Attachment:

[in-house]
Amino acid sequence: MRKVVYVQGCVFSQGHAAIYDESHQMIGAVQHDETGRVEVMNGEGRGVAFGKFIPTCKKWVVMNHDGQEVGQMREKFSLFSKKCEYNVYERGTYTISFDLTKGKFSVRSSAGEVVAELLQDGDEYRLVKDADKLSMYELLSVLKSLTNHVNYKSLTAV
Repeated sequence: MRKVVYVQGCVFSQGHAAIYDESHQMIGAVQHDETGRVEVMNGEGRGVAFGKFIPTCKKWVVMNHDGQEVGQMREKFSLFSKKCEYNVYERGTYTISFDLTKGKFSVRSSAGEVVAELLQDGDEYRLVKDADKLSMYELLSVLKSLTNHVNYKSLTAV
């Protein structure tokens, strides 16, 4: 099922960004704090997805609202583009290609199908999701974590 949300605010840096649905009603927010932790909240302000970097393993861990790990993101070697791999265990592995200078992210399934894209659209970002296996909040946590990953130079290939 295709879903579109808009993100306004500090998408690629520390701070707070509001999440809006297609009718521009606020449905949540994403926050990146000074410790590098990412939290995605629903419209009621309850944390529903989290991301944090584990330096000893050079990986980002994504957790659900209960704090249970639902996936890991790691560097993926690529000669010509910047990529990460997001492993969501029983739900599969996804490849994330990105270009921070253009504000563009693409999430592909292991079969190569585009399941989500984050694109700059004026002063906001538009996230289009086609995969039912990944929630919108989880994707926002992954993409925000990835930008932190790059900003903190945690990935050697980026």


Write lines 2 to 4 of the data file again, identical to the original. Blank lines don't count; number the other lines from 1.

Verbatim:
Amino acid sequence: MRKVVYVQGCVFSQGHAAIYDESHQMIGAVQHDETGRVEVMNGEGRGVAFGKFIPTCKKWVVMNHDGQEVGQMREKFSLFSKKCEYNVYERGTYTISFDLTKGKFSVRSSAGEVVAELLQDGDEYRLVKDADKLSMYELLSVLKSLTNHVNYKSLTAV
Repeated sequence: MRKVVYVQGCVFSQGHAAIYDESHQMIGAVQHDETGRVEVMNGEGRGVAFGKFIPTCKKWVVMNHDGQEVGQMREKFSLFSKKCEYNVYERGTYTISFDLTKGKFSVRSSAGEVVAELLQDGDEYRLVKDADKLSMYELLSVLKSLTNHVNYKSLTAV
């Protein structure tokens, strides 16, 4: 099922960004704090997805609202583009290609199908999701974590 949300605010840096649905009603927010932790909240302000970097393993861990790990993101070697791999265990592995200078992210399934894209659209970002296996909040946590990953130079290939 295709879903579109808009993100306004500090998408690629520390701070707070509001999440809006297609009718521009606020449905949540994403926050990146000074410790590098990412939290995605629903419209009621309850944390529903989290991301944090584990330096000893050079990986980002994504957790659900209960704090249970639902996936890991790691560097993926690529000669010509910047990529990460997001492993969501029983739900599969996804490849994330990105270009921070253009504000563009693409999430592909292991079969190569585009399941989500984050694109700059004026002063906001538009996230289009086609995969039912990944929630919108989880994707926002992954993409925000990835930008932190790059900003903190945690990935050697980026």